We're saved! New Pepsi for 'weight-loss'


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Mountain climber
The Other Monrovia- CA
Topic Author's Original Post - Nov 13, 2012 - 05:51pm PT
No, really! OK, so this prolly shoulda gone on the
"You can't make this sh!t up" thread.
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Pepsi Launches New "Weight-Loss Soda"

Credit: Reilly

Mayor Michael Bloomberg, the so-called soft drink czar who has banned sweetened beverages larger than 16 ounces in New York City, probably didn’t expect this development. Pepsi Tuesday launched a version of its popular cola in Japan that claims to block the absorption of fat. Could this new version of Pepsi solve Americans’ neck-and-neck desires for weight loss and sugary, super-sized beverages?

Simply called Pepsi Special, the caffeinated soft drink has the added ingredient dextrin, a natural water-soluble dietary fiber derived from potatoes. Japanese commercials touting the product’s effectiveness for weight loss even go as far as to ask, “Why choose between a hamburger and a slice of pizza? If you choose Pepsi Special, you can have both!” But does it work? Pepsi claims that dextrin slows the absorption of fat in the body by binding with it and eliminating it as waste, not reserving it as empty calories.

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Dextrin's Dubious Weight-Loss History

Pepsi is basing its claims on a Japanese study published in 2006 that showed that rats fed dextrin actually absorbed less fat than those that were not. And while some of the science behind dextrin is solid, chances are your stools won’t be if you overindulge. That’s right—just like the promises made in the late 1990s when U.S. snack food companies added olestra to salty snacks like potato chips, that fat-blocking ingredient also destroyed a substantial amount of valuable nutrients and gave junk-food junkies more than they bargained for in terms of eliminating the additive.

Americans who enjoyed foods with olestra experienced bloating, cramping, diarrhea, and frequently had loose bowel movements. Today, the U.S. Food and Drug Administration (FDA) defends olestra, even though its use is banned in the United Kingdom and in Canada. As it turns out, dextrin produces the same results, and has already been given the less-than-cheeky nickname “Pepsi Poop.”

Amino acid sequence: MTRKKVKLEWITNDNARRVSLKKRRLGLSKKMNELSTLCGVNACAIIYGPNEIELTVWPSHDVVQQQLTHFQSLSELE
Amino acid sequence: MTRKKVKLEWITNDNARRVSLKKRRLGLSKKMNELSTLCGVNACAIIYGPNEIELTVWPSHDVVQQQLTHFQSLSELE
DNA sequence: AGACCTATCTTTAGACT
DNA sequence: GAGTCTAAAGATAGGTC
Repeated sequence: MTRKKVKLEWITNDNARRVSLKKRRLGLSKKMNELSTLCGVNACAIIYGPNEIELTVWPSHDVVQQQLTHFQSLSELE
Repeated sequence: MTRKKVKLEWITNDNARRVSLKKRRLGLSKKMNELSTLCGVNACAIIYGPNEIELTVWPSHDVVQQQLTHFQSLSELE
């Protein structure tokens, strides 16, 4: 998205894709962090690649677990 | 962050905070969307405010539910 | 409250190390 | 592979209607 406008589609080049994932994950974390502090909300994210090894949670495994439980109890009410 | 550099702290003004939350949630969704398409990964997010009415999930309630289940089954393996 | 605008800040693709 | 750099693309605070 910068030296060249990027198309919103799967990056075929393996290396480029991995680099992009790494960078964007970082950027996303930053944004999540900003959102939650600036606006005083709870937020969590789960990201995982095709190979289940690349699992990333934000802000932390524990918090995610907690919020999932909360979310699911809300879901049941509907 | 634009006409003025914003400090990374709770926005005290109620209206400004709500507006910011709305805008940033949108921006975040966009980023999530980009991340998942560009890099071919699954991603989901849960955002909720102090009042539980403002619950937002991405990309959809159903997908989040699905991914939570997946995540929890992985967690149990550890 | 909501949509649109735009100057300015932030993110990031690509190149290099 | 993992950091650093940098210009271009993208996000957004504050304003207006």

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A Closer Look at Dextrin

Several U.S.-based research studies have examined the health benefits of dextrin and the reviews are mixed.

While the natural additive did help reduce levels of fat in the body, its overall effect is considered modest. In order for dextrin to really absorb enough fat to cause a considerate weight loss, chances are its adverse effects—like frequent diarrhea, gas, and bloating—would be overwhelming.

However, dextrin did offer other health benefits, described in a study published in the Journal of Endocrinology that claims it “improved glucose tolerance in lab mice [and therefore prevented their obesity].”

Another U.S. study published in a 2006 issue of Nutrition claimed dextrin “shows promise is reducing the negative effects of a diet high in cholesterol.”

Those claims were echoed in an earlier 2004 study conducted by the Japan Functional Food Research Association, a non-profit organization. In that report, dextrin’s beneficial uses “promoted blood sugar regulation and suppressed the adverse affects of [high] serum cholesterol.”

The Final Word

While Pepsi’s claims that its new and improved cola beverage is smooth and mimics the popular non-diet version of its soft drink, let the buyer beware. If the claims seem too good to be true, then they most likely are.

While a little dextrin won’t send you rushing to the nearest washroom, chances are a diet punctuated by more than one daily serving of Pepsi Special may be much more than you bargained for—and it still contains high levels of sugar in the form of high fructose corn syrup.

If you genuinely want to lose weight or increase your intake of fiber, it’s better to do so by eating more fruits, vegetables, beans, and whole grains. And believe it or not, the best method to successful weight loss remains diet and exercise, not by gulping a popular soft drink with a secret ingredient
Jon Beck

Trad climber
Nov 13, 2012 - 05:54pm PT
Why choose between a hamburger and a slice of pizza? If you choose Pepsi Special, you can have both!”

Classic, tell the people what they want to hear. I am sure Dextrin has a wonderful side effect we will discover a decade from now.

Social climber
Nov 13, 2012 - 05:57pm PT

I feel really sorry for the Stupid Among Us who believe this blather.

A long way from where I started
Nov 13, 2012 - 05:59pm PT
Depending on your mash temperature, there can be lot of unfermentable dextrins in beer. They're extremely useful, providing body to many beers.

So, does this mean that if I have a pizza and a burger, all I have to do to stay slim is drink a lot of beer?

I always thought it was a fairly rigorous exercise program that kept me in shape, but maybe it was the beer all along.

Social climber
Wolf City, Wyoming
Nov 13, 2012 - 06:06pm PT
So at best it means big solid mega turds?
I'm glad I don't drink soft drinks.

Mountain climber
The Other Monrovia- CA
Topic Author's Reply - Nov 13, 2012 - 06:07pm PT
Ghost, you know in yer heart.

And don't overlook the benefits of a good margarita, or nine...
Credit: Reilly

Nov 13, 2012 - 07:52pm PT
Dextrin works... to a degree

Side effect is massive skid marks on your trousers from the oily gas you will expel.

Its a rather... unpleasant way to lose weight.

Trad climber
Nov 19, 2012 - 07:03am PT
just when you want to disagree with "the chief" about the benefits science has brought to society Pepsi special comes out. Coincidence or conspiracy?
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